The United Nations’ top human rights official called on Friday for international action to protect Syria’s civilians, saying its “ruthless repression” of anti-government protesters could drive the country into full-blown civil war.
The death toll in the crackdown on pro-democracy demonstrations that began in March against President Bashar al-Assad now exceeds 3 000, including at least 187 children, said United Nations (UN) High Commissioner for Human Rights, Navi Pillay.
At least 100 people had been killed in the last 10 days alone.
“The onus is on all members of the international community to take protective action in a collective manner, before the continual ruthless repression and killings drive the country into a full-blown civil war,” Pillay, a former UN war crimes judge, said in a statement.
“As more members of the military refuse to attack civilians and change sides, the crisis is already showing worrying signs of descending into an armed struggle,” she added.
The United States and Europe have imposed sanctions on Syrian oil exports and several businesses, and pushed — so far in vain — for UN sanctions.
No results, so many deaths
Thousands had been injured and arrested by Syrian forces, including many tortured in custody, Pillay said. “Family members inside and outside the country have been targeted for harassment, intimidation, threats and beatings.”
Syria blames the violence on foreign-backed armed groups who it says have killed 1 100 people. Authorities have barred most foreign media, making it difficult to verify accounts by activists and officials.
Pillay stopped short of specifically calling for the UN Security Council to authorise the use of military force in Syria to protect civilians. Earlier this month, Russia and China vetoed a European-drafted resolution backed by Western powers urging Syria to halt its six-month crackdown.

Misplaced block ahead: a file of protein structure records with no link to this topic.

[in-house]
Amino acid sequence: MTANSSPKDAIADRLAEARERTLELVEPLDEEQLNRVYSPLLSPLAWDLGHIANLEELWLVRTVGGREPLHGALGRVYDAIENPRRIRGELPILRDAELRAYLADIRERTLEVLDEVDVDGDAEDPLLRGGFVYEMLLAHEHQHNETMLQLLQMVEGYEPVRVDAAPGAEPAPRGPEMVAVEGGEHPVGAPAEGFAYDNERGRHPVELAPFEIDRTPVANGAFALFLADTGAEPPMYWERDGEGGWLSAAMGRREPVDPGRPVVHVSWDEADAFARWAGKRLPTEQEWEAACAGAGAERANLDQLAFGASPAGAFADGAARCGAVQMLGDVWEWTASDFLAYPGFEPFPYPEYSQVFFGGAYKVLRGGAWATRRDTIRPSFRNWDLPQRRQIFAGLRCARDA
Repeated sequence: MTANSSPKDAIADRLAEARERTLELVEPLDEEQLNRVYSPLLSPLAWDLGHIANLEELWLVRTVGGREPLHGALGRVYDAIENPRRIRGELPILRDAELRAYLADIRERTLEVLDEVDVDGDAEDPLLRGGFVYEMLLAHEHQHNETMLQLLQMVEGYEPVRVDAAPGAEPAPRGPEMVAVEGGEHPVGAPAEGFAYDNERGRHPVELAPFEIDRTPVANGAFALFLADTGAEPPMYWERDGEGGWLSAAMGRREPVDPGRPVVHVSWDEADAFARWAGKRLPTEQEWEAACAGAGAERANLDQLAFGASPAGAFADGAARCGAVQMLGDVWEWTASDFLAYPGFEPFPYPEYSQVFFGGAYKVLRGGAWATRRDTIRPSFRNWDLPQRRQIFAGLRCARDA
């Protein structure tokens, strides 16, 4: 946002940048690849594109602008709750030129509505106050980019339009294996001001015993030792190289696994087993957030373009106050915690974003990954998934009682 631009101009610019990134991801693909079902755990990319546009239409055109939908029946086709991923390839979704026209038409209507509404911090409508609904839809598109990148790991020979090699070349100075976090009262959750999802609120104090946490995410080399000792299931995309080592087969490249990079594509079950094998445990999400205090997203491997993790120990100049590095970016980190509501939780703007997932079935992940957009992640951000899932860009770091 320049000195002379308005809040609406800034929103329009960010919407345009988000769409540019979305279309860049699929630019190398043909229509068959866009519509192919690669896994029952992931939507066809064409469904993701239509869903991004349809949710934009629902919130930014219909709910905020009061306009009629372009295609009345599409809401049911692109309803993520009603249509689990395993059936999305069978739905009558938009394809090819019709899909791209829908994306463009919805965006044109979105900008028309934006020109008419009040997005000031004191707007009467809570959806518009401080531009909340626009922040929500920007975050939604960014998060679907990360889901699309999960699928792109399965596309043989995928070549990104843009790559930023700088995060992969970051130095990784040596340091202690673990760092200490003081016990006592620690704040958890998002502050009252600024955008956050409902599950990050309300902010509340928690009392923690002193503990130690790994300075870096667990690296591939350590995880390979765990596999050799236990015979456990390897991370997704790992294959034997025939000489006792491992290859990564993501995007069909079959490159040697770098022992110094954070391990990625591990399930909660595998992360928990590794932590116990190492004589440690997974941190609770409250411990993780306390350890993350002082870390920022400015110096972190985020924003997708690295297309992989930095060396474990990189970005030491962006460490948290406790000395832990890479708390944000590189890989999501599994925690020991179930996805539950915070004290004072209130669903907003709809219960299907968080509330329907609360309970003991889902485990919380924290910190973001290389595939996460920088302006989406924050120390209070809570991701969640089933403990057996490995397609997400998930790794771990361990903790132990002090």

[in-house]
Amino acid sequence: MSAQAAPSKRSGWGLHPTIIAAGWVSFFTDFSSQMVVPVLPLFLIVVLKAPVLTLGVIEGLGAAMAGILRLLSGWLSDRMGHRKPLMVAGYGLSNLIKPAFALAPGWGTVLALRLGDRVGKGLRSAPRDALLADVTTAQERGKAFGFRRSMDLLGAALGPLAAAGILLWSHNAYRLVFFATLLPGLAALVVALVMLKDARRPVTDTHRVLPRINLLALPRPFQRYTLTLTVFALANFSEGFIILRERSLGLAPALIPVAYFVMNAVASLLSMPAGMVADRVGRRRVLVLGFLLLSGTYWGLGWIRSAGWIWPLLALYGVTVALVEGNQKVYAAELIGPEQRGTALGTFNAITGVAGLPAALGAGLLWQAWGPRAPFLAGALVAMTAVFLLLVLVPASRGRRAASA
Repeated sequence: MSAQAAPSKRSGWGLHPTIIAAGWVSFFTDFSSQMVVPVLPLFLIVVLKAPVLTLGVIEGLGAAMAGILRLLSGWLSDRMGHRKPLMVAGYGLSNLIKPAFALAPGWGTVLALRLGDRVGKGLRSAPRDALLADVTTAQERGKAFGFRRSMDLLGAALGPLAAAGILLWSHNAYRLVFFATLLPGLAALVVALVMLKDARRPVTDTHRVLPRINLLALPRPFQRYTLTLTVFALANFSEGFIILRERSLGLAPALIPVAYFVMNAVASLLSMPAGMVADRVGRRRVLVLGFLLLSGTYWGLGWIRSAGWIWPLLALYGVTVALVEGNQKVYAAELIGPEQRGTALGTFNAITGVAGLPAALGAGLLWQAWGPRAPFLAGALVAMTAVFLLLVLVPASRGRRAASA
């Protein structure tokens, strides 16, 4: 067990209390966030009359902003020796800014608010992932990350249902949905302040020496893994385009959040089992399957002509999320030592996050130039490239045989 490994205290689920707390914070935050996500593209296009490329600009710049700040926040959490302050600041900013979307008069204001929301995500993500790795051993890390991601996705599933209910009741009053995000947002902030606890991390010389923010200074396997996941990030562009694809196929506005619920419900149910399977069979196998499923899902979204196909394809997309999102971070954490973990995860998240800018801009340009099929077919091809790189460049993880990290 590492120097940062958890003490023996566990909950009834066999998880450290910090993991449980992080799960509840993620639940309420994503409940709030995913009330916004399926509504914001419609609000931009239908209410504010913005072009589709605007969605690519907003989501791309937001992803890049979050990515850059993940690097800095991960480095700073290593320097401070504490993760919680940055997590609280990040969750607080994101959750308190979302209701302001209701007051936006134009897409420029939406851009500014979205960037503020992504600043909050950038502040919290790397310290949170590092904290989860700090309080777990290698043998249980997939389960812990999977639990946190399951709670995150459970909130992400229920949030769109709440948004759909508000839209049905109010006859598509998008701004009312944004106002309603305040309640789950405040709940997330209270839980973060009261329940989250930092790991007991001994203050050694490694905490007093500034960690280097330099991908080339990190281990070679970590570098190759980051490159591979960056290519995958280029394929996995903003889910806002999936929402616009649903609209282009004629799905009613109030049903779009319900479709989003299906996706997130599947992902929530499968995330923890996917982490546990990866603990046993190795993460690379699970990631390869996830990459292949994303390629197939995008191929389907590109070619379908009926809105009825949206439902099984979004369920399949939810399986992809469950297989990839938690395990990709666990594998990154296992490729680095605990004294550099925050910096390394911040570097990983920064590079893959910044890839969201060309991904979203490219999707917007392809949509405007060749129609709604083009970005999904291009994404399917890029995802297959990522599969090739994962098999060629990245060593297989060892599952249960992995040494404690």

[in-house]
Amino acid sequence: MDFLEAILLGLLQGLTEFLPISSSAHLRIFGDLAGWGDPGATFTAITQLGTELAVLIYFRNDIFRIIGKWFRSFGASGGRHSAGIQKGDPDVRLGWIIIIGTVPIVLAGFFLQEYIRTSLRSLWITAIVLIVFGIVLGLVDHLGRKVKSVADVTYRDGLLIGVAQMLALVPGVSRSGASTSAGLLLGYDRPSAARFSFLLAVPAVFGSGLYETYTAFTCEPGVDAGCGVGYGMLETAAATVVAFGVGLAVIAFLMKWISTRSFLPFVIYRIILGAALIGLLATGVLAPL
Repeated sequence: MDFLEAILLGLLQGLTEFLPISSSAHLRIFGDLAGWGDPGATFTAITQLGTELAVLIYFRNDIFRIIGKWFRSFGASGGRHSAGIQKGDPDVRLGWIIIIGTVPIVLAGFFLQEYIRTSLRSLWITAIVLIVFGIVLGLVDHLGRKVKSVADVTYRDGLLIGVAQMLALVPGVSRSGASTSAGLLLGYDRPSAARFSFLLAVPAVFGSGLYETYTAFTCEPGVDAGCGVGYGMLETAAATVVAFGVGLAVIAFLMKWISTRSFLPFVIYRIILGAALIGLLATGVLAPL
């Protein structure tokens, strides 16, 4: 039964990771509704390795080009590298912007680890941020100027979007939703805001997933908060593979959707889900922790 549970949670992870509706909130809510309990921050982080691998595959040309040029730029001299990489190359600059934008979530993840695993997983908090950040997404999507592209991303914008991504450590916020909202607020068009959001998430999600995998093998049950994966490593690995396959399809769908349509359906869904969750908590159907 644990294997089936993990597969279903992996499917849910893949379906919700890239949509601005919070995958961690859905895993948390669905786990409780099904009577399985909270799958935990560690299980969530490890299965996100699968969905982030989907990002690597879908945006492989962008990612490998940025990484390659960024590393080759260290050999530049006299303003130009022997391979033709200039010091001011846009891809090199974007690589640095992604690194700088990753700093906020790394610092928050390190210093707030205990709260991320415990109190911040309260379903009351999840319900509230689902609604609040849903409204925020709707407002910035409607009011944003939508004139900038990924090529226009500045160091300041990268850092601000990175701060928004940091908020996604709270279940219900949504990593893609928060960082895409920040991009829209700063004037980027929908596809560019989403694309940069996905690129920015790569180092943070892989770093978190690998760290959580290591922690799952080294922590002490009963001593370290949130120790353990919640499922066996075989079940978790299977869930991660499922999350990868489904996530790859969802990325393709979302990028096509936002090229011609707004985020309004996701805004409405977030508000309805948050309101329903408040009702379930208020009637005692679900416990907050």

Asked what kind of action should be taken, her spokesperson Rupert Colville told a briefing: “That obviously is for states to decide. What has been done so far is not producing results and people continue to be killed virtually every single day.”
Pressed on whether foreign military action should be taken, as in Libya against forces of former leader Muammar Gaddafi, he said: “That would be for the security council to say.”
Crimes against humanity
A preliminary UN rights investigation in August reported credible allegations of crimes against humanity in Syria, including executions. The team said it had evidence against 50 suspects whose names are on a confidential list.
Pillay at the time encouraged the UN Security Council to refer Syria to the International Criminal Court for possible prosecutions for crimes against humanity.
Weeks later, the UN Human Rights Council launched a full international commission of inquiry that plans to go to the region soon to interview witnesses and gather more evidence.
The three-member team, headed by Brazilian expert Sergio Pinheiro, has requested access to Syria, but Damascus has failed to cooperate so far, Colville said.
At least 20 people were killed on Thursday, an activist group said. Activists say more than 30,000 have been arrested, many detained in schools converted into detention centres.
“We are concerned about reports of people being arrested and tortured. We are following this up with Syrian authorities,” said Marcal Izard, spokesperson of the International Committee of the Red Cross (ICRC).
Syria opened its prisons for the first time ever on September 4 to visits by the neutral humanitarian agency.
But to date, ICRC officials have only visited Damascus central prison, which has both criminal and political inmates.
“Our aim is to extend these prison visits to other places in the near future, however we still need to further clarify with the authorities our standard working procedures that apply,” Izard said in response to a query.
These include the right for ICRC officials to visit entire detention facilities, speak privately with detainees of their choice without witnesses and to make repeat visits as often as the agency deems necessary. Its confidential findings and recommendations are shared only with detaining authorities. — Reuters